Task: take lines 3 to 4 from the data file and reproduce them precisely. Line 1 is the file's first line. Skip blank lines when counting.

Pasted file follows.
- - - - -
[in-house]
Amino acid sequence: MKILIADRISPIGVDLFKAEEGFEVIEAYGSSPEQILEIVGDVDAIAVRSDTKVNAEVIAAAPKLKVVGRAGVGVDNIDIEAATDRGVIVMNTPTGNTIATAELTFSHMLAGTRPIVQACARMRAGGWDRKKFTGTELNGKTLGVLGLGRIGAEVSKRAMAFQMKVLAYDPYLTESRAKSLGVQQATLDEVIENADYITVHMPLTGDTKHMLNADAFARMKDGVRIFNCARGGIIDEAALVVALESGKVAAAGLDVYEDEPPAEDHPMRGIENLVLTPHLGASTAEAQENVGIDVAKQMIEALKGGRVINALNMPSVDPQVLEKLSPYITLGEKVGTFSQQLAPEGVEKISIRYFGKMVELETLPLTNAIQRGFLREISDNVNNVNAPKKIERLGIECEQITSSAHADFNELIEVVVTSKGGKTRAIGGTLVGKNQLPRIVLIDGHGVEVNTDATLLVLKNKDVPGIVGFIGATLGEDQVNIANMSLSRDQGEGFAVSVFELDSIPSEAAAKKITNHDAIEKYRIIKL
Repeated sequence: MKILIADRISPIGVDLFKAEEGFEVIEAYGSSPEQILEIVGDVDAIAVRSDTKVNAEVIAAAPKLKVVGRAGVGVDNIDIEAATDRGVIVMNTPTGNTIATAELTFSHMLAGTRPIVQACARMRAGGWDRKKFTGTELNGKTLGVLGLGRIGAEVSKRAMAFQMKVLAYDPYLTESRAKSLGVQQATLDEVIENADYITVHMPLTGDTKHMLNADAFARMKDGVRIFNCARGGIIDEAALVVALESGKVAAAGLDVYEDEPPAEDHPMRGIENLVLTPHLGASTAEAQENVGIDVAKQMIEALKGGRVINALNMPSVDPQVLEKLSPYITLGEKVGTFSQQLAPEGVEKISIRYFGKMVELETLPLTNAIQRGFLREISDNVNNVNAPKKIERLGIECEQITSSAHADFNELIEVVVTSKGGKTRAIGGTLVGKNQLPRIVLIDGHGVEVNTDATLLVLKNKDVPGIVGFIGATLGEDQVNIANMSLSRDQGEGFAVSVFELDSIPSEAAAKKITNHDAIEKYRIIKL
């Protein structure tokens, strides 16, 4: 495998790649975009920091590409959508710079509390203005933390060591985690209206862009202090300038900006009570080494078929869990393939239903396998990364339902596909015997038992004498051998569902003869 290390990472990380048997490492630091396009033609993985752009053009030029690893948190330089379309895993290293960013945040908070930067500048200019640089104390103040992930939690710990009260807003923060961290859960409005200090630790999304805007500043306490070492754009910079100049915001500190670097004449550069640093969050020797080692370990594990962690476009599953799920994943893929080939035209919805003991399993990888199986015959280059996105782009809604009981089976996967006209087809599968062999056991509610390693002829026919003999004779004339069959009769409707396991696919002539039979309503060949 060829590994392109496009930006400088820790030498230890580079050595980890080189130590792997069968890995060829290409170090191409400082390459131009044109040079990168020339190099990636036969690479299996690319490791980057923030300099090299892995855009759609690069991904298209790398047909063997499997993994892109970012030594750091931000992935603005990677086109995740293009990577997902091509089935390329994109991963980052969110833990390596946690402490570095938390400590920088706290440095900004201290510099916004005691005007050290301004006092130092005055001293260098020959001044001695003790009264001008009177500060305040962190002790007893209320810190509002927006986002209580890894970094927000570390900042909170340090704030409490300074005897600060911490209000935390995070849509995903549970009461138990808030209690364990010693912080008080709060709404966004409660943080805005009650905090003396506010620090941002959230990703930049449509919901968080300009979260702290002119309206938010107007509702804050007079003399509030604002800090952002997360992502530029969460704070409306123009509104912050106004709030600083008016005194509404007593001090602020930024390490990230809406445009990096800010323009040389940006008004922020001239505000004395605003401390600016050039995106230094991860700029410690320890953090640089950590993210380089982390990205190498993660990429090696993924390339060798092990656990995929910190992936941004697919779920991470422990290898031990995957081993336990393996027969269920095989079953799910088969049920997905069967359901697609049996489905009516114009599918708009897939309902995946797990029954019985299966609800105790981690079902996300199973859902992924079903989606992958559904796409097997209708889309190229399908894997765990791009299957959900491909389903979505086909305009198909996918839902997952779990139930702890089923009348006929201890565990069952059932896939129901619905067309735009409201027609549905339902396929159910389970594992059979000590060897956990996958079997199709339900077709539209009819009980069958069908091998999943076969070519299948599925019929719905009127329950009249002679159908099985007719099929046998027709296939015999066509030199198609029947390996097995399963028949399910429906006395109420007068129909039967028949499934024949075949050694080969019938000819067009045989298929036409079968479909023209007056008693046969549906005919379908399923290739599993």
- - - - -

Repeated sequence: MKILIADRISPIGVDLFKAEEGFEVIEAYGSSPEQILEIVGDVDAIAVRSDTKVNAEVIAAAPKLKVVGRAGVGVDNIDIEAATDRGVIVMNTPTGNTIATAELTFSHMLAGTRPIVQACARMRAGGWDRKKFTGTELNGKTLGVLGLGRIGAEVSKRAMAFQMKVLAYDPYLTESRAKSLGVQQATLDEVIENADYITVHMPLTGDTKHMLNADAFARMKDGVRIFNCARGGIIDEAALVVALESGKVAAAGLDVYEDEPPAEDHPMRGIENLVLTPHLGASTAEAQENVGIDVAKQMIEALKGGRVINALNMPSVDPQVLEKLSPYITLGEKVGTFSQQLAPEGVEKISIRYFGKMVELETLPLTNAIQRGFLREISDNVNNVNAPKKIERLGIECEQITSSAHADFNELIEVVVTSKGGKTRAIGGTLVGKNQLPRIVLIDGHGVEVNTDATLLVLKNKDVPGIVGFIGATLGEDQVNIANMSLSRDQGEGFAVSVFELDSIPSEAAAKKITNHDAIEKYRIIKL
């Protein structure tokens, strides 16, 4: 495998790649975009920091590409959508710079509390203005933390060591985690209206862009202090300038900006009570080494078929869990393939239903396998990364339902596909015997038992004498051998569902003869 290390990472990380048997490492630091396009033609993985752009053009030029690893948190330089379309895993290293960013945040908070930067500048200019640089104390103040992930939690710990009260807003923060961290859960409005200090630790999304805007500043306490070492754009910079100049915001500190670097004449550069640093969050020797080692370990594990962690476009599953799920994943893929080939035209919805003991399993990888199986015959280059996105782009809604009981089976996967006209087809599968062999056991509610390693002829026919003999004779004339069959009769409707396991696919002539039979309503060949 060829590994392109496009930006400088820790030498230890580079050595980890080189130590792997069968890995060829290409170090191409400082390459131009044109040079990168020339190099990636036969690479299996690319490791980057923030300099090299892995855009759609690069991904298209790398047909063997499997993994892109970012030594750091931000992935603005990677086109995740293009990577997902091509089935390329994109991963980052969110833990390596946690402490570095938390400590920088706290440095900004201290510099916004005691005007050290301004006092130092005055001293260098020959001044001695003790009264001008009177500060305040962190002790007893209320810190509002927006986002209580890894970094927000570390900042909170340090704030409490300074005897600060911490209000935390995070849509995903549970009461138990808030209690364990010693912080008080709060709404966004409660943080805005009650905090003396506010620090941002959230990703930049449509919901968080300009979260702290002119309206938010107007509702804050007079003399509030604002800090952002997360992502530029969460704070409306123009509104912050106004709030600083008016005194509404007593001090602020930024390490990230809406445009990096800010323009040389940006008004922020001239505000004395605003401390600016050039995106230094991860700029410690320890953090640089950590993210380089982390990205190498993660990429090696993924390339060798092990656990995929910190992936941004697919779920991470422990290898031990995957081993336990393996027969269920095989079953799910088969049920997905069967359901697609049996489905009516114009599918708009897939309902995946797990029954019985299966609800105790981690079902996300199973859902992924079903989606992958559904796409097997209708889309190229399908894997765990791009299957959900491909389903979505086909305009198909996918839902997952779990139930702890089923009348006929201890565990069952059932896939129901619905067309735009409201027609549905339902396929159910389970594992059979000590060897956990996958079997199709339900077709539209009819009980069958069908091998999943076969070519299948599925019929719905009127329950009249002679159908099985007719099929046998027709296939015999066509030199198609029947390996097995399963028949399910429906006395109420007068129909039967028949499934024949075949050694080969019938000819067009045989298929036409079968479909023209007056008693046969549906005919379908399923290739599993």